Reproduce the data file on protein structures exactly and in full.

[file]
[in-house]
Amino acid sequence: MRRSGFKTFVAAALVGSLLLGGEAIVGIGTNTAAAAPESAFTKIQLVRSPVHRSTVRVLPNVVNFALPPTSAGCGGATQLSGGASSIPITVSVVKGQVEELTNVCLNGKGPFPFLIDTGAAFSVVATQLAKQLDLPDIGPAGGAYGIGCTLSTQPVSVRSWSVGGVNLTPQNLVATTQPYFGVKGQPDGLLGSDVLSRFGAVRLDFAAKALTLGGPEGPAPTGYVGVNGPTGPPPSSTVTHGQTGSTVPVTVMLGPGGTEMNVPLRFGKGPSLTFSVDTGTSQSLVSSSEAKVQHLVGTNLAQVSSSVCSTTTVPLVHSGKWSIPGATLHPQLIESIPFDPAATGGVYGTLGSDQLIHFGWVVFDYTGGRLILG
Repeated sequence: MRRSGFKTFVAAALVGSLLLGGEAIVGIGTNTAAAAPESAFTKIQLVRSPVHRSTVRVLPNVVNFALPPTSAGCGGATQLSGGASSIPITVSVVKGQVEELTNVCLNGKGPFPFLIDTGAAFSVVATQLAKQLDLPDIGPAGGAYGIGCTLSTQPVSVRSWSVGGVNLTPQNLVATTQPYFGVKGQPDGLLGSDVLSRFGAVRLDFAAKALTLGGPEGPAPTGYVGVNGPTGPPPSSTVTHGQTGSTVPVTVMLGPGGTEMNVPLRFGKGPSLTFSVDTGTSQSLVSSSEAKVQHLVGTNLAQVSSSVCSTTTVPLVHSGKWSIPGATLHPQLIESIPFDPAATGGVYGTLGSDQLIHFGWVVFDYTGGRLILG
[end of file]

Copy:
[in-house]
Amino acid sequence: MRRSGFKTFVAAALVGSLLLGGEAIVGIGTNTAAAAPESAFTKIQLVRSPVHRSTVRVLPNVVNFALPPTSAGCGGATQLSGGASSIPITVSVVKGQVEELTNVCLNGKGPFPFLIDTGAAFSVVATQLAKQLDLPDIGPAGGAYGIGCTLSTQPVSVRSWSVGGVNLTPQNLVATTQPYFGVKGQPDGLLGSDVLSRFGAVRLDFAAKALTLGGPEGPAPTGYVGVNGPTGPPPSSTVTHGQTGSTVPVTVMLGPGGTEMNVPLRFGKGPSLTFSVDTGTSQSLVSSSEAKVQHLVGTNLAQVSSSVCSTTTVPLVHSGKWSIPGATLHPQLIESIPFDPAATGGVYGTLGSDQLIHFGWVVFDYTGGRLILG
Repeated sequence: MRRSGFKTFVAAALVGSLLLGGEAIVGIGTNTAAAAPESAFTKIQLVRSPVHRSTVRVLPNVVNFALPPTSAGCGGATQLSGGASSIPITVSVVKGQVEELTNVCLNGKGPFPFLIDTGAAFSVVATQLAKQLDLPDIGPAGGAYGIGCTLSTQPVSVRSWSVGGVNLTPQNLVATTQPYFGVKGQPDGLLGSDVLSRFGAVRLDFAAKALTLGGPEGPAPTGYVGVNGPTGPPPSSTVTHGQTGSTVPVTVMLGPGGTEMNVPLRFGKGPSLTFSVDTGTSQSLVSSSEAKVQHLVGTNLAQVSSSVCSTTTVPLVHSGKWSIPGATLHPQLIESIPFDPAATGGVYGTLGSDQLIHFGWVVFDYTGGRLILG